Heinrich Kornblum was a student of Edmund Landau who is known for his generalization of Dirichlet's theorem on primes in arithmetic progressions to function fields. He was born in Wolow, Poland in 1890, and he died in 1914 as a soldier in WWI at the age of 24 before he had a chance to write up his work, which was to be his doctoral thesis. Landau edited and published his results posthumously as Über die Primfunktionen in einer Arithmetischen Progression.

This is, as far as I can tell, the sum total of all knowledge that has been preserved about Heinrich Kornblum. I cannot find any other papers written by him, and every source I have seen that mentions him cites only the narrative I have reproduced above. Does anyone know any more information about him, or is he a tragic mathematician lost to history?

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    $\begingroup$ The publication cited in the question actually contains a few biographical notes about Kornblum in a footnote supplied by Landau: See online scan $\endgroup$ – njuffa May 9 '20 at 11:17
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    $\begingroup$ To clarify based on Landau's footnote: Kornblum was born in Wohlau (modern-day Wolow) in the Prussian province of Silesia on August 23, 1890. He volunteered at the start of WW1 and fell in October 1914 near Poelkapelle in Flanders (Belgium). $\endgroup$ – njuffa May 9 '20 at 11:35
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    $\begingroup$ The annual report of the high school he attended, "Königliches Gymnasium Wohlau", for the school year 1908-1909 shows that he graduated Easter 1909, with the intention of studying mathematics. His father is listed as a medical doctor residing in Wohlau. $\endgroup$ – njuffa May 9 '20 at 12:10
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    $\begingroup$ Zentralblatt Math indeed contains only one publication, dated 1919 for this person. $\endgroup$ – Alexandre Eremenko May 9 '20 at 13:02

The Göttingen Digitalization Center provides a digital scan of the paper H. Kornblum: "Über die Primfunktionen in einer arithmetischen Progression." Mathematische Zeitschrift 5 (1919), 100–111 online. The first page features a footnote by Landau that provides a few biographical details: Heinrich Kornblum was born in Wohlau on August 23, 1890. He volunteered at the start of the war and fell in October 1914 near Poël-Capelle.

Wohlau (today: Wołów in Poland) was a small town in the Prussian province of Silesia, which in 1890 had about 2,500 inhabitants according to the German Wikipedia. It is located in the vicinity of Breslau (today: Wrocław in Poland). Poël-Capelle appears to be an older spelling of Poelkapelle, a municipality in Flanders (in Belgium). In October 1914, the area around Poelkapelle and Langemarck was involved in the First Battle of Ypres.

I managed to locate a digital scan of the annual report for the school year 1908-1909 of the high school Kornblum attended in his hometown of Wohlau:

Dr. Fritz Sattig, "Königliches Gymnasium zu Wohlau. Bericht über das Schuljahr 1908-1909". Wohlau: Schulze 1909

Among the list of graduates on p. 13, we find Heinrich Kornblum, born August 23, 1890. He attended the school for nine years and graduated Easter 1909. His father is listed as a physician (general practitioner) residing in Wohlau, and he intended to study mathematics. The family appears to have been well-off, because on p. 12 it is stated that Kornblum's father donated 25 marks to the school.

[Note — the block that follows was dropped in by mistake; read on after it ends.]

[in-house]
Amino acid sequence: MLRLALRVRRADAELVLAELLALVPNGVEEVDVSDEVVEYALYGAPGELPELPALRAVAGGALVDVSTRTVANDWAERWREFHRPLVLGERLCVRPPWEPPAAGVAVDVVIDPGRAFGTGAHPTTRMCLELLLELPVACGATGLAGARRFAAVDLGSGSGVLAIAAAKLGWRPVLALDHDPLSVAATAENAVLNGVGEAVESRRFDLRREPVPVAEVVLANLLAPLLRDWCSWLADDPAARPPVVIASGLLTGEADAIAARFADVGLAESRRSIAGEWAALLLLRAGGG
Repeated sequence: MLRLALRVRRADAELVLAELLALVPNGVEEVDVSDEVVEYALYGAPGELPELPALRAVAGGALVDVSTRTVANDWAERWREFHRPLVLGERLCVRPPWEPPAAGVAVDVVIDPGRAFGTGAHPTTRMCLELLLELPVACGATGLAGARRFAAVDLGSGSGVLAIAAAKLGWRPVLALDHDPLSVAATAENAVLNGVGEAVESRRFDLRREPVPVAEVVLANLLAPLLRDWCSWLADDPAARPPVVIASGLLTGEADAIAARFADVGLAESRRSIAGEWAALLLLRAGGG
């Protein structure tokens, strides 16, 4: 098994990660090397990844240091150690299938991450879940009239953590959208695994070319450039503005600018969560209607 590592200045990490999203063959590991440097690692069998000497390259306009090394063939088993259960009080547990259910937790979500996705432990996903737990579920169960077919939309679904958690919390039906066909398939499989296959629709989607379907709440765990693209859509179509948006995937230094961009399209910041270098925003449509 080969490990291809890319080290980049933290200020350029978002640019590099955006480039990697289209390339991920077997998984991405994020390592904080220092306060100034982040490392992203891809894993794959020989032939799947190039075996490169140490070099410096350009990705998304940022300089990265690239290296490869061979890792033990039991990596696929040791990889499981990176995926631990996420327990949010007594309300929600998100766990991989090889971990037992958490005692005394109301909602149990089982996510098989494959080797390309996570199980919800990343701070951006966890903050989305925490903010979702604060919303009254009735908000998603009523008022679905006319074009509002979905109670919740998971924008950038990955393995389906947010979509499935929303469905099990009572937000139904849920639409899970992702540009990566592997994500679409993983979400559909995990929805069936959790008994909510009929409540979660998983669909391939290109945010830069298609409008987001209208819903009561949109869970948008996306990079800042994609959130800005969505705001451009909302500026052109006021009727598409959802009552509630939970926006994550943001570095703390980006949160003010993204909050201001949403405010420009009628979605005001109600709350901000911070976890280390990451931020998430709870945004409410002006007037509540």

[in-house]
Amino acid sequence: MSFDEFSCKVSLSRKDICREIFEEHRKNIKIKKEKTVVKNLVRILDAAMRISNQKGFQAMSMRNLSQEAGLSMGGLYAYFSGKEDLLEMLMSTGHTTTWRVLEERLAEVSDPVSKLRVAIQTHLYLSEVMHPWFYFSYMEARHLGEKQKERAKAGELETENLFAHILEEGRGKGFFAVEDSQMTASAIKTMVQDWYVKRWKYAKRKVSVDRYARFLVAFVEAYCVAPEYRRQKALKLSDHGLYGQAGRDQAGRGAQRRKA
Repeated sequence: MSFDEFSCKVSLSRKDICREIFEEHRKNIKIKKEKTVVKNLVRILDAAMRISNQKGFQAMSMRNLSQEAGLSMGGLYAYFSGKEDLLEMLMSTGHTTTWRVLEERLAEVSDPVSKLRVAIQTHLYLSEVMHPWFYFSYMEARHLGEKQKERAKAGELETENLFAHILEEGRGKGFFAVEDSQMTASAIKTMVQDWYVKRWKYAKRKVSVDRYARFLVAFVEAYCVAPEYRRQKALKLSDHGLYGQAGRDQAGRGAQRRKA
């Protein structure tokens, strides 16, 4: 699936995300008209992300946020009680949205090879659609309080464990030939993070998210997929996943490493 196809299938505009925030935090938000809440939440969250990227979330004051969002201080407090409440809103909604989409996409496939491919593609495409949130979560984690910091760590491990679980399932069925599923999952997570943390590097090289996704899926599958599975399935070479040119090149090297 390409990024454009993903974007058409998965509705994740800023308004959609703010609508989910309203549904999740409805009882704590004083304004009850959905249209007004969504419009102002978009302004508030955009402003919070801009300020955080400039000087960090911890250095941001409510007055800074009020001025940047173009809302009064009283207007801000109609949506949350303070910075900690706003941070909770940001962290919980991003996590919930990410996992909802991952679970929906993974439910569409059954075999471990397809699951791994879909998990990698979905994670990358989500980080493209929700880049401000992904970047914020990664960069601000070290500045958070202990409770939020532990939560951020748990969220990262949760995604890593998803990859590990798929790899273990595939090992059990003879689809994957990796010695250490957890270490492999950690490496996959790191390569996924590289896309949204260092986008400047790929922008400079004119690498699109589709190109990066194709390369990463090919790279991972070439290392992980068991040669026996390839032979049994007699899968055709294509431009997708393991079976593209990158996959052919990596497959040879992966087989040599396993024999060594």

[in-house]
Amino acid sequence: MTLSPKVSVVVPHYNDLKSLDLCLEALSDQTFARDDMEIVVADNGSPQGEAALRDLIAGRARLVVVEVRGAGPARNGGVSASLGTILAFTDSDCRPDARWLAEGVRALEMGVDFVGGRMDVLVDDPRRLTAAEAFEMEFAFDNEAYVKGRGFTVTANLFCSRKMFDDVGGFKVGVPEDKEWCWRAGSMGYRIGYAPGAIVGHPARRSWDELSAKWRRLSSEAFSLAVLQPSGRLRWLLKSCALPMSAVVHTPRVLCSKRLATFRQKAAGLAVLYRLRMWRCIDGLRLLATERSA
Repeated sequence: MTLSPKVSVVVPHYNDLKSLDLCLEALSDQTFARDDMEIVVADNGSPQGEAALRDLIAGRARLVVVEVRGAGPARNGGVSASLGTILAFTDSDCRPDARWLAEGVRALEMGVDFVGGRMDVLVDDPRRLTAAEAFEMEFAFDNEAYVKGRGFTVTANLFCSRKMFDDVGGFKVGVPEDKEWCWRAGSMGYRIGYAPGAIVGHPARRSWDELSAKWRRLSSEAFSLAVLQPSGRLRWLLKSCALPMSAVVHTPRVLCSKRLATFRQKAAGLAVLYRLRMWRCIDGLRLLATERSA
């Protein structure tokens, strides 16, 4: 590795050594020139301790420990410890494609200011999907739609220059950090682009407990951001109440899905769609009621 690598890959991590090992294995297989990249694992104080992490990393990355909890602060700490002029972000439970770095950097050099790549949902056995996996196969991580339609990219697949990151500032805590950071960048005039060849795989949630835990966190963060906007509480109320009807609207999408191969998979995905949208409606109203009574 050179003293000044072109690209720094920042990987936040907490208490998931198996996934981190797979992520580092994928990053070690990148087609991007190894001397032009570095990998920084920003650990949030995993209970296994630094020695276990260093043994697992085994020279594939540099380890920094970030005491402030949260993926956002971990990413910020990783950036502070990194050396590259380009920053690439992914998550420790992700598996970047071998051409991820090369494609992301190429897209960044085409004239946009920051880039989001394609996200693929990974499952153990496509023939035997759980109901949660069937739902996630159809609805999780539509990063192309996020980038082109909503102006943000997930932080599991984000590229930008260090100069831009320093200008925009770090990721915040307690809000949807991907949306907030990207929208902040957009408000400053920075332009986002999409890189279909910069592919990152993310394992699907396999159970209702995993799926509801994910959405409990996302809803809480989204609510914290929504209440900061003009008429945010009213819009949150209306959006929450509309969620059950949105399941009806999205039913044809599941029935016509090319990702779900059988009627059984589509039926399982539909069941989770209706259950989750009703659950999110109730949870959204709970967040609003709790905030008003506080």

In the report, there are indications that Kornblum was an excellent student. On p. 11 we read that he did not have to participate in the oral part of final exams, which (to my knowledge) was a privilege only accorded the best students. Also on p. 11 we learn that Kornblum was awarded a prize in the form of a book "Deutschlands Seemacht" (German Naval Power) by Georg Wislicenus on the occasion of the birthday of his majesty the emperor (back then, January 27).

Kornblum's father was likely Dr. Hermann Kornblum, who had been approved as a resident physician in Wohlau in 1883, per an official notice published in Berliner klinische Wochenschrift, vol. 20, no. 17, p. 260. He may be identical with Dr. Hermann Kornblum whose medical dissertation from 1878, "Zur Aetiologie und Therapie des Cephalämatoms Neugeborener" at the University of Breslau was reviewed in Schmidt's Jahrbücher der in- und ausländischen gesammten Medicin, vol. 182 (1879), p. 111. Possible confirmation is an entry in a list of practicing physicians in Dr. Paul Börner's Reichs-Medicinal-Kalender für Deutschland, Leipzig: George Thieme 1887, p. 127 which states:

Wohlau (Kr. Wohlau, 3144 E.) Dr. Kornblum, Herm. 78, Kr.-W.-A.

where "78" appears to refer to (by comparison with other entries) 1878, the year of his dissertation.

Based on the dissertation records of the University of Breslau, Hermann Kornblum was born on March 2, 1854 in Branitz in Silesia (today: Branice in Poland). I found that the attended the "Königliches Gymnasium" in the Silesian town of Ratibor (today: [Racibórz] in Poland), from which he graduated Easter 1873 with the stated intention to study medicine in Breslau. His deceased father is listed as "Kaufmann" (merchant, shopkeeper) in Branitz.

It is interesting to note that Hermann Kornblum's graduation record shows his religious affiliation as Jewish, while Heinrich Kornblum's graduation record shows his religious affiliation as protestant. A potential sister of Heinrich Kornblum is Fri[e]da Kornblum, born September 23, 1888 in Wohlau in Silesia whose father is listed as "Sanitätsrat", an honorary title that in Prussia was often accorded physicians in private practice after twenty years of practicing their profession. She became a physician and was later restricted in her professional practice under Nazi laws on account of her Jewish ancestry.


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